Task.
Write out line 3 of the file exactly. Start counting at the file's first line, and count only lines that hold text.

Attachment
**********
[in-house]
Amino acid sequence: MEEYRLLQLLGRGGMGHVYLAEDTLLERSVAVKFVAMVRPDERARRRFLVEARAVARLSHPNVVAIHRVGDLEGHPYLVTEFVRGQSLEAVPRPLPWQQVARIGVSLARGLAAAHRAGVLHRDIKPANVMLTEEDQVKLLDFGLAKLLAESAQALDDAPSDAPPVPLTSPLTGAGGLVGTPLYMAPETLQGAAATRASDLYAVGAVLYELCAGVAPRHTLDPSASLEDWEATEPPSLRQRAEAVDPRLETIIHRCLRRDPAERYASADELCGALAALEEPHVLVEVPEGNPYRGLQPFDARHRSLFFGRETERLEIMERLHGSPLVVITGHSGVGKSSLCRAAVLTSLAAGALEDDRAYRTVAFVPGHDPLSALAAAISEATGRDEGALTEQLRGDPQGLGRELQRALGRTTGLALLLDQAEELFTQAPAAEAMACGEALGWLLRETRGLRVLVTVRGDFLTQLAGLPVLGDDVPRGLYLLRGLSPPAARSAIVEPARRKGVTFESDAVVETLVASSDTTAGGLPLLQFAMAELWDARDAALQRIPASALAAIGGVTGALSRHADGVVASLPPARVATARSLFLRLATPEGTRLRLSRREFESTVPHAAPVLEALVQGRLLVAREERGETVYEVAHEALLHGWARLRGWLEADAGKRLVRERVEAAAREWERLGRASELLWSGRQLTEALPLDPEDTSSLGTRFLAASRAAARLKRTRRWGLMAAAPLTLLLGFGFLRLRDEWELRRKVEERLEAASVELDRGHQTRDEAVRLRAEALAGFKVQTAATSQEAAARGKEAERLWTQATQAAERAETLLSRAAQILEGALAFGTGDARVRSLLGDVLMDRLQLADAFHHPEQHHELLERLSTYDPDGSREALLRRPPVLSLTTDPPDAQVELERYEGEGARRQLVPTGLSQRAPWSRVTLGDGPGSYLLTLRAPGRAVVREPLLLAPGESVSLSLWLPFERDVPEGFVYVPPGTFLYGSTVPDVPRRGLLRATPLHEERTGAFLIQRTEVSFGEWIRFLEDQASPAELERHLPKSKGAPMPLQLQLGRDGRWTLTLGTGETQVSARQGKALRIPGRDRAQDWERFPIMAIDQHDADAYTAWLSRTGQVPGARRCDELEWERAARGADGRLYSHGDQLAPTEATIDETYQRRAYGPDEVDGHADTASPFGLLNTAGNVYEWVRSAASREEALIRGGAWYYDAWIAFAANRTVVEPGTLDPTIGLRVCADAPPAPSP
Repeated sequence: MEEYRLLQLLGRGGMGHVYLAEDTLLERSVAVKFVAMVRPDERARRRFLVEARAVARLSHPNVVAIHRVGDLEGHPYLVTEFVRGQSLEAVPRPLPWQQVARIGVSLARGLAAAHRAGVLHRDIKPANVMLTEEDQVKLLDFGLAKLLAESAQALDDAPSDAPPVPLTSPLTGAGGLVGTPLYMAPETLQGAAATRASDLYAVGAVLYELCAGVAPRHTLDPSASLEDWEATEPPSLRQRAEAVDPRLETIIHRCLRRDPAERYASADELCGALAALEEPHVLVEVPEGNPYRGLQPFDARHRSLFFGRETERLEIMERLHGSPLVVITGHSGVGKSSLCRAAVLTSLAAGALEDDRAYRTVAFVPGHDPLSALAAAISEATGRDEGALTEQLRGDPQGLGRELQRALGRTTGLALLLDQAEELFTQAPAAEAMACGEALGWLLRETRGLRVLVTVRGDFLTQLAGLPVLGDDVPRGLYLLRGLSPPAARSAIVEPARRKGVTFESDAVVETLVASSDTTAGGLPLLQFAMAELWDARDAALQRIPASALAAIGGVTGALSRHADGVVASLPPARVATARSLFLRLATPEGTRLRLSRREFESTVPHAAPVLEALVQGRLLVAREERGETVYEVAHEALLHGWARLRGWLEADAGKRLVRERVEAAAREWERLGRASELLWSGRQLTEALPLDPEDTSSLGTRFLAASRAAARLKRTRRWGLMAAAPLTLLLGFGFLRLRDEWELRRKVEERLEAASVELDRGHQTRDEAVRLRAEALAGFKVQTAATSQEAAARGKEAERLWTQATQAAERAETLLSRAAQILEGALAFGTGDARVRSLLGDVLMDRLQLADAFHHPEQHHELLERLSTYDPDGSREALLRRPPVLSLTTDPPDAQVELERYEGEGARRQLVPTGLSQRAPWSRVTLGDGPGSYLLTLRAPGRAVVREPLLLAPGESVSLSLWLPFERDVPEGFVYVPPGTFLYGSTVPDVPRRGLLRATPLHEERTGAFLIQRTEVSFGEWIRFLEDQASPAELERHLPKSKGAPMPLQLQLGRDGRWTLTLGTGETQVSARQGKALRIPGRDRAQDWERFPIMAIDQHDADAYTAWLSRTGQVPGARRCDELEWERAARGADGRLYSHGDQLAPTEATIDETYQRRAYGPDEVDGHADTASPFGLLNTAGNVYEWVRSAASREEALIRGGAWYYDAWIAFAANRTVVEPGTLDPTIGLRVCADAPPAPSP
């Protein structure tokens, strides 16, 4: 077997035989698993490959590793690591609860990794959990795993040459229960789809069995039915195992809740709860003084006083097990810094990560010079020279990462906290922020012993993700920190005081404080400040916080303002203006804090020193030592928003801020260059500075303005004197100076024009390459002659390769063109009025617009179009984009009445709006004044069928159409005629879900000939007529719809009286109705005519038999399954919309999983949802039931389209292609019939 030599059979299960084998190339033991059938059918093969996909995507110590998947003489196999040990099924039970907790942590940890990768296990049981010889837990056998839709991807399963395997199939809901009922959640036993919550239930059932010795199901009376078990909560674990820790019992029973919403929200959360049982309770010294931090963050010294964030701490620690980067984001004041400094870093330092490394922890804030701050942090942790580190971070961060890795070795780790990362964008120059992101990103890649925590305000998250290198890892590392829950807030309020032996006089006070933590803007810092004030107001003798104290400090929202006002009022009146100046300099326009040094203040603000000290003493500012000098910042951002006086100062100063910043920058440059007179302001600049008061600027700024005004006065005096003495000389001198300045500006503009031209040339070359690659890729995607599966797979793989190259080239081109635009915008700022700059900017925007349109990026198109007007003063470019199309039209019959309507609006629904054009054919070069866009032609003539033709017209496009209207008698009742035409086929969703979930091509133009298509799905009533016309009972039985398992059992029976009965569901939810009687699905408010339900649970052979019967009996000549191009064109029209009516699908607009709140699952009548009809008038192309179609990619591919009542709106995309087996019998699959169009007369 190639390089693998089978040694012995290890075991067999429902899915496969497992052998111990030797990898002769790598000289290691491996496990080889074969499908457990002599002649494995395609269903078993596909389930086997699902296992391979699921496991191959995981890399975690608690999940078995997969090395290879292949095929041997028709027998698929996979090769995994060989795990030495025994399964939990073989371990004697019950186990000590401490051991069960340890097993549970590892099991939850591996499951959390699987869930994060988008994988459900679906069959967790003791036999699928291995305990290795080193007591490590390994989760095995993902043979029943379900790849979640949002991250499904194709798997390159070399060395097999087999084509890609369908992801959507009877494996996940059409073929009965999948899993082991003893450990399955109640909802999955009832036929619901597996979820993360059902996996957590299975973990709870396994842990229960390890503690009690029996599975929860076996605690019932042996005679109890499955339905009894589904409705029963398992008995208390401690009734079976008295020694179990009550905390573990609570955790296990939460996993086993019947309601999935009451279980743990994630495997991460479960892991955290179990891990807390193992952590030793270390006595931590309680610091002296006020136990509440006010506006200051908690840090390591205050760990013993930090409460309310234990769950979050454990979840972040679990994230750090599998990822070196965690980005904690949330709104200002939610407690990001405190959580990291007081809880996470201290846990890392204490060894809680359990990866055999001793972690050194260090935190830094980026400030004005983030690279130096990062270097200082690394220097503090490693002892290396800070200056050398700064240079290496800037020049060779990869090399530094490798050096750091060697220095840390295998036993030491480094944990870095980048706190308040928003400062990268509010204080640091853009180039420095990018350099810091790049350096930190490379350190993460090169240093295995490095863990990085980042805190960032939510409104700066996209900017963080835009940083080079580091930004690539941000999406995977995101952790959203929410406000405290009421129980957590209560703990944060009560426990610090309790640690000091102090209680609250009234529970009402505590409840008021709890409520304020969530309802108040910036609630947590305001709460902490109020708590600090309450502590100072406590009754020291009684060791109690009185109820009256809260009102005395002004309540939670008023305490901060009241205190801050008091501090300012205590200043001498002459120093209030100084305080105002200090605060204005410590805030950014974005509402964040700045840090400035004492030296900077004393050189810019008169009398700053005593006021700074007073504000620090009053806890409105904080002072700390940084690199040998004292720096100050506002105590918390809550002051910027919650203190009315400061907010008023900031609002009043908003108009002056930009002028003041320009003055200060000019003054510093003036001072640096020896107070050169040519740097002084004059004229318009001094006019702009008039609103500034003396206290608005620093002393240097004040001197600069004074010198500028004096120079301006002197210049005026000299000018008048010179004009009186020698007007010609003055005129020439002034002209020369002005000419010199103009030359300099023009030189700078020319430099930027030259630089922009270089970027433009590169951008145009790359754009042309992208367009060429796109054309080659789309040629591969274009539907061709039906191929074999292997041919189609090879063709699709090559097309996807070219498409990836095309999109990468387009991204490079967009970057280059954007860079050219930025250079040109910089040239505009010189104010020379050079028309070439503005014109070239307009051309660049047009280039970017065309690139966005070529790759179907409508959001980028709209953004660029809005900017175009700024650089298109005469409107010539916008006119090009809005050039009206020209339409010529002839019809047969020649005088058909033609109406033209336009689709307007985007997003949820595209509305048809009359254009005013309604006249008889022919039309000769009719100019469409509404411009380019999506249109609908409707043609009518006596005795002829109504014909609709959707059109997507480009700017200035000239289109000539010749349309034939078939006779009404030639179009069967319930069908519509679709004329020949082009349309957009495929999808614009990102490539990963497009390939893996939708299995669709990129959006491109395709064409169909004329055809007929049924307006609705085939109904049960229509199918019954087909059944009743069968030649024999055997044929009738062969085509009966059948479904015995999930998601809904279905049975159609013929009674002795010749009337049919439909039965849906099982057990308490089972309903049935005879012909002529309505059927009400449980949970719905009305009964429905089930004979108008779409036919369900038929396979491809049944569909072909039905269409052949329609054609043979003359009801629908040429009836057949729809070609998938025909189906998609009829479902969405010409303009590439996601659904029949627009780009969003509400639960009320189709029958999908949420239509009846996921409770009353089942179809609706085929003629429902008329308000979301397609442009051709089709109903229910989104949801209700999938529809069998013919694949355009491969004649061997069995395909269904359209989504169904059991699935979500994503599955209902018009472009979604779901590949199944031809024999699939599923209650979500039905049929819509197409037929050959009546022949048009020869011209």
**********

Repeated sequence: MEEYRLLQLLGRGGMGHVYLAEDTLLERSVAVKFVAMVRPDERARRRFLVEARAVARLSHPNVVAIHRVGDLEGHPYLVTEFVRGQSLEAVPRPLPWQQVARIGVSLARGLAAAHRAGVLHRDIKPANVMLTEEDQVKLLDFGLAKLLAESAQALDDAPSDAPPVPLTSPLTGAGGLVGTPLYMAPETLQGAAATRASDLYAVGAVLYELCAGVAPRHTLDPSASLEDWEATEPPSLRQRAEAVDPRLETIIHRCLRRDPAERYASADELCGALAALEEPHVLVEVPEGNPYRGLQPFDARHRSLFFGRETERLEIMERLHGSPLVVITGHSGVGKSSLCRAAVLTSLAAGALEDDRAYRTVAFVPGHDPLSALAAAISEATGRDEGALTEQLRGDPQGLGRELQRALGRTTGLALLLDQAEELFTQAPAAEAMACGEALGWLLRETRGLRVLVTVRGDFLTQLAGLPVLGDDVPRGLYLLRGLSPPAARSAIVEPARRKGVTFESDAVVETLVASSDTTAGGLPLLQFAMAELWDARDAALQRIPASALAAIGGVTGALSRHADGVVASLPPARVATARSLFLRLATPEGTRLRLSRREFESTVPHAAPVLEALVQGRLLVAREERGETVYEVAHEALLHGWARLRGWLEADAGKRLVRERVEAAAREWERLGRASELLWSGRQLTEALPLDPEDTSSLGTRFLAASRAAARLKRTRRWGLMAAAPLTLLLGFGFLRLRDEWELRRKVEERLEAASVELDRGHQTRDEAVRLRAEALAGFKVQTAATSQEAAARGKEAERLWTQATQAAERAETLLSRAAQILEGALAFGTGDARVRSLLGDVLMDRLQLADAFHHPEQHHELLERLSTYDPDGSREALLRRPPVLSLTTDPPDAQVELERYEGEGARRQLVPTGLSQRAPWSRVTLGDGPGSYLLTLRAPGRAVVREPLLLAPGESVSLSLWLPFERDVPEGFVYVPPGTFLYGSTVPDVPRRGLLRATPLHEERTGAFLIQRTEVSFGEWIRFLEDQASPAELERHLPKSKGAPMPLQLQLGRDGRWTLTLGTGETQVSARQGKALRIPGRDRAQDWERFPIMAIDQHDADAYTAWLSRTGQVPGARRCDELEWERAARGADGRLYSHGDQLAPTEATIDETYQRRAYGPDEVDGHADTASPFGLLNTAGNVYEWVRSAASREEALIRGGAWYYDAWIAFAANRTVVEPGTLDPTIGLRVCADAPPAPSP